With some of the least energy efficient housing in Europe, there is an urgent need to retrofit the UK’s housing stock to reduce energy consumption and improve energy efficiency. Retrofit Area Based Schemes (ABS) offer a unique approach to whole house retrofit, where a community intermediary is established within the local area. This creates collaboration in a locality, involving local authority partners, together with community energy organisations, local institutions and local supply chain delivery or training social enterprises.
Because this approach is being used across many projects at Carbon Co-op we’ve authored this blog – to set out our approach and share our thinking and learning. The Levenshulme ABS is trialling a street-by-street approach to retrofit to create savings and local benefits. The Retrofit project in Calderdale aims to train up a set of retrofit champions in Calderdale and local workshops to upskill people and local contractors in engaging in retrofit, creating relations with Calderdale Council and Todmorden College. One of Carbon Co-op’s most recent projects is a partnership with Connected Places Catapult and Oldham Council is also looking at an ABS feasibility ‘resilience’ project in Oldham looking at health and climate resilience.
Area based retrofit involves undertaking retrofit projects in large numbers in one local area. This approach brings together innovative forms of finance, contractor training and householder and community engagement for a closed-loop economic system for local domestic retrofit. By combining different tenures in similar properties, the process is more cost-effective because bulk procurement facilitates one process for design and delivery. This creates a model for neighbourhood energy action that places householders and collective action at the centre of the process.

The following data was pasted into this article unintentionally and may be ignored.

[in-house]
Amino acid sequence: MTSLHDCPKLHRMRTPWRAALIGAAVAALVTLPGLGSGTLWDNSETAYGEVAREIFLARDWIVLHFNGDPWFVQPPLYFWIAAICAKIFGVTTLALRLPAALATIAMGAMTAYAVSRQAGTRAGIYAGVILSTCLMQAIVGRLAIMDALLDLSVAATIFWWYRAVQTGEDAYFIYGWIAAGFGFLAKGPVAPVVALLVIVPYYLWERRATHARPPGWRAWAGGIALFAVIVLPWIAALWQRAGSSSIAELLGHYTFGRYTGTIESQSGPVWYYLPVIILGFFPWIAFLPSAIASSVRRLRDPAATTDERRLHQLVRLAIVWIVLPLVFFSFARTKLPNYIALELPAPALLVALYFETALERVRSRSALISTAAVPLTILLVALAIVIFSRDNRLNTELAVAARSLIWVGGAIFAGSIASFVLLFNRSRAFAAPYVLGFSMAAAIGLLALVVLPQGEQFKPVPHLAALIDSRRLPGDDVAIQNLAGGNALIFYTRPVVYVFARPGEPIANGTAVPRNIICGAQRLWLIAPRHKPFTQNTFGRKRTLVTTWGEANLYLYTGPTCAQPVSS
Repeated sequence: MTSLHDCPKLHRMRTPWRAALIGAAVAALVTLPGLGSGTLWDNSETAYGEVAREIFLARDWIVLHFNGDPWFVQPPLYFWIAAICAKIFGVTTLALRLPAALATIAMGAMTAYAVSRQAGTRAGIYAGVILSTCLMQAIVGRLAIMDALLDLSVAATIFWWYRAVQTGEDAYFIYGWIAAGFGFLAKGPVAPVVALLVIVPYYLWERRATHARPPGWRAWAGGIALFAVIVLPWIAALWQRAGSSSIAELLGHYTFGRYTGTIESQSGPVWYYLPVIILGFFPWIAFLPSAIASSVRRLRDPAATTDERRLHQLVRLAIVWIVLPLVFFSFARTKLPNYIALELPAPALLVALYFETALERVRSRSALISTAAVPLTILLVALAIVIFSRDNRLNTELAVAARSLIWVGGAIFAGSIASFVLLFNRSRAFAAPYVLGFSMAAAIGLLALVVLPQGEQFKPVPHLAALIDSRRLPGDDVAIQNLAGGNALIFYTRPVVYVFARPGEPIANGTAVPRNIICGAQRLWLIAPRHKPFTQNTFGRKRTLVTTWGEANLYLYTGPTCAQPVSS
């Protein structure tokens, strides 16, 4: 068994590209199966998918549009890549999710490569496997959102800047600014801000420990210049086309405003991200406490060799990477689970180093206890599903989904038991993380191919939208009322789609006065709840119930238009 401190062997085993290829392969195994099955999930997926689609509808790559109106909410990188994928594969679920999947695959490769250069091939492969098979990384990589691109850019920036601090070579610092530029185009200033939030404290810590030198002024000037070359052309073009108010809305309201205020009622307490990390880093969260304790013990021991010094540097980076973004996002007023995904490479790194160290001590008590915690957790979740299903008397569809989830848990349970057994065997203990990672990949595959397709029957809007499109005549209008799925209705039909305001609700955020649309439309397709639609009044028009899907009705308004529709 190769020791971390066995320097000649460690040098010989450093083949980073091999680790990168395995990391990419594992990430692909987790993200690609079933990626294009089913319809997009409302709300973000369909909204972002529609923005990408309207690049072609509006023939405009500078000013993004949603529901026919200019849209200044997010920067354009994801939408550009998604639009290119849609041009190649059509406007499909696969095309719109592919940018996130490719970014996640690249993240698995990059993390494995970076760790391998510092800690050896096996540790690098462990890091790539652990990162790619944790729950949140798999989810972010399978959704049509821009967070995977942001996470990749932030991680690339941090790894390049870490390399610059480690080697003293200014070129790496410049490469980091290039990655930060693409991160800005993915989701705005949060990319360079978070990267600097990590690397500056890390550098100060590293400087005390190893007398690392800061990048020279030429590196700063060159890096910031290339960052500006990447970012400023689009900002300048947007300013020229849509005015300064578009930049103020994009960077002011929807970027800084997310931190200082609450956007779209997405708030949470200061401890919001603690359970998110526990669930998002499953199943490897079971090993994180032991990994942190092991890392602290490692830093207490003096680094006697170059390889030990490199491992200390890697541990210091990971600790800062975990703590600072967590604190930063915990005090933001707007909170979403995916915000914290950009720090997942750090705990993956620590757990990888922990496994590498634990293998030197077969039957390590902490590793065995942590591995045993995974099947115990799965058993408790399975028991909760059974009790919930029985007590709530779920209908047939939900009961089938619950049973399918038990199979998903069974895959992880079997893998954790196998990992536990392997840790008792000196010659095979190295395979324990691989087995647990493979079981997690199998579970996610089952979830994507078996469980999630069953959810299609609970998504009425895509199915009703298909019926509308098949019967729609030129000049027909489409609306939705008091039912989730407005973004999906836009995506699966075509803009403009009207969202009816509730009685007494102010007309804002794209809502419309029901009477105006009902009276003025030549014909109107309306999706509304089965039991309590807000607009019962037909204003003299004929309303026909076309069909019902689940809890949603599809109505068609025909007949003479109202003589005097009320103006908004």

What’s the role of an intermediary?
The role of a trusted intermediary is crucial to an ABS. Carbon Co-op acts as the client community intermediary within the ABS in Levenshulme. This role involves negotiating finance, detailing designs and construction works on the behalf of clients and upskilling the supply chain involved in the retrofits. It should be noted that the intermediary also plays a key contractual role in the project, entering into agreements with multiple householders on one side and a lead contractor on another. This results in a greater degree of control for the intermediary and the ability to manage works specification and quality, but also results in increased risks for the intermediary, for example in the instance of cost or time overruns.